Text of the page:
Scanning X-Ray Films
Modifying a Flatbed Scanner
In an ideal world you could simply purchase an inexpensive scanner and use that. If you have a flatbed scanner on which you can somehow disable its lamp, through the driving software or physically, you can skip ahead to the next page and build your light box. But the market is so small, and the markup on medical equipment so high, that I had to create my own hardware platform.
But wait a minute — aren't dedicated film scanners available?
Yes, photographic film scanners, but they're made to scan 35 mm photographic film. They have special film holders that mount the 35 mm film segments and block all other light. As we'll see later in the series of pages, it's very important to block as much extraneous light as possible.
But this project is for scanning dental X-ray film — aren't dedicated dental X-ray film scanners available?
Yes, for a lot of money, but they wouldn't work either. They require that the films be placed in a special holder, one, two, or four at a time. But as we'll see later, it isn't practical to remove the films from the plastic sleeves in which they've been stored. There's a very high risk of losing track of which film belongs to which patient, in many cases the films have partially bonded to the plastic mounting sleeves, and it would just be too tedious. The films are somewhat randomly misaligned in the plastic sleeve carriers and we just have to deal with them in that form.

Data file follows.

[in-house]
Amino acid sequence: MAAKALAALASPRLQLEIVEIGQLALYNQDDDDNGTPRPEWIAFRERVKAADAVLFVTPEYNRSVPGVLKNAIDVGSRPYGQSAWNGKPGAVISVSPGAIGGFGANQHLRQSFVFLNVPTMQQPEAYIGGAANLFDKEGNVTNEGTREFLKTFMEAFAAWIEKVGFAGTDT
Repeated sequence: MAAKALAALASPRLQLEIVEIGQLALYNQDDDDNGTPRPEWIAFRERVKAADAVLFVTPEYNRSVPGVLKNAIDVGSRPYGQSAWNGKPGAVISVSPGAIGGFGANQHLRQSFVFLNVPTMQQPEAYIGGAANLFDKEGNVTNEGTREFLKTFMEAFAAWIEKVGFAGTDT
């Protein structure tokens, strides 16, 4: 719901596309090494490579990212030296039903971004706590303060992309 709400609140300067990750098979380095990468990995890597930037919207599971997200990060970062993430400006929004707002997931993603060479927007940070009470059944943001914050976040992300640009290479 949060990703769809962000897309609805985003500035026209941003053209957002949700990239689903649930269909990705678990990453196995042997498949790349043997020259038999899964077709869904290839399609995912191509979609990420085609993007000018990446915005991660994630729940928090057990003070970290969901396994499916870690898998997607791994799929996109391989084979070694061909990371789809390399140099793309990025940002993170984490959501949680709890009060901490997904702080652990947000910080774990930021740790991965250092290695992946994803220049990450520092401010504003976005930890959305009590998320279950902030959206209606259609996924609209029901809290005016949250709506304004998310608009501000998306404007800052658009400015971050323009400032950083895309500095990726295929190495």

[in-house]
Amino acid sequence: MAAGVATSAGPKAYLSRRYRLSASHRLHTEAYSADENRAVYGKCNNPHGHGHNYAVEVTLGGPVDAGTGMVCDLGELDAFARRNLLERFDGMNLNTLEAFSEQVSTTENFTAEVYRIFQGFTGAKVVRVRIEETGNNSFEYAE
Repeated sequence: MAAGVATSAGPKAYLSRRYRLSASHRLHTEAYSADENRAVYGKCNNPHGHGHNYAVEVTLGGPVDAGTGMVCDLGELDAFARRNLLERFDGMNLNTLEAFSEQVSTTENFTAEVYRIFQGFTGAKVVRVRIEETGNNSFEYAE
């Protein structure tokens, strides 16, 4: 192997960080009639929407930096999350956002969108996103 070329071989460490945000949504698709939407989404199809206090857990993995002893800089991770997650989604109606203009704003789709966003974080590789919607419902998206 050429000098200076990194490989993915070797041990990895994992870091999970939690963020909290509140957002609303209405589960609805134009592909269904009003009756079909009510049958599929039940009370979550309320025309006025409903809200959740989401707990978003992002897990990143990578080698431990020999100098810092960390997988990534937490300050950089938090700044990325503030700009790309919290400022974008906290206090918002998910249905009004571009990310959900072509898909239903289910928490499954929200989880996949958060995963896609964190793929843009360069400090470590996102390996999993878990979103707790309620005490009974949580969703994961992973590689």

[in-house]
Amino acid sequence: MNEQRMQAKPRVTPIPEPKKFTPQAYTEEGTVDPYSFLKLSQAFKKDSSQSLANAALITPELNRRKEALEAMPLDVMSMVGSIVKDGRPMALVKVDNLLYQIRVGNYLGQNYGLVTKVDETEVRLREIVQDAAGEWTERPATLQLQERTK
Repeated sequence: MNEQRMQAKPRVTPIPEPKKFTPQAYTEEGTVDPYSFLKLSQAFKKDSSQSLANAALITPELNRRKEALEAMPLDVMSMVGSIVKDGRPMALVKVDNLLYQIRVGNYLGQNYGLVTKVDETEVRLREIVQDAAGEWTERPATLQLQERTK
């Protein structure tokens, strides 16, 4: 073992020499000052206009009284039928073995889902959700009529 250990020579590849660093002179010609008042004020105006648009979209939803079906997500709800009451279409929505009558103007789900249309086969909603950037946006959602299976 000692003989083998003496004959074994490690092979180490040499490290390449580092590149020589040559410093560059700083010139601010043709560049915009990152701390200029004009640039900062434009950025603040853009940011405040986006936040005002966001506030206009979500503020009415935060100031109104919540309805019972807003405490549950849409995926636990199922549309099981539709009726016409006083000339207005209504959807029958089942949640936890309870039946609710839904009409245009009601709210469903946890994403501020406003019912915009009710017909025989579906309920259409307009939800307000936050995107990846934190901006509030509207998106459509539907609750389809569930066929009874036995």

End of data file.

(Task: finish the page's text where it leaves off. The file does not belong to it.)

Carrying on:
Unfortunately, even the market for plain old scanners is getting limited. Large retailers commonly carry no dedicated flat-bed scanners, just these "all in one" models combining at least an inkjet printer and a scanner, and possibly with fax or other capability.
In their attempt to do a little bit of everything at ever decreasing prices, they're marvels of budget control but they are not very adaptable.
Here you see an HP F380 which I tried to use in an early stage of this project. One difficulty is the construction of its scanning carriage, as seen in the picture immediately above. The F380 has been partially disassembled to expose the scanner itself.
The light source is that bright white strip running nearly horizontally across that picture. Earlier designs used a cold-cathode fluorescent lamp for their illumination, newer designs use arrays of Light-Emitting Diodes, or LEDs. LEDs cause no problem on their own, but the light source has now been very tightly integrated into the scanning carriage. Disabling the light would require cutting a printed circuit trace covered by a conformal spray. That's not at all hard to do, but it would be a real bother to reverse the operation.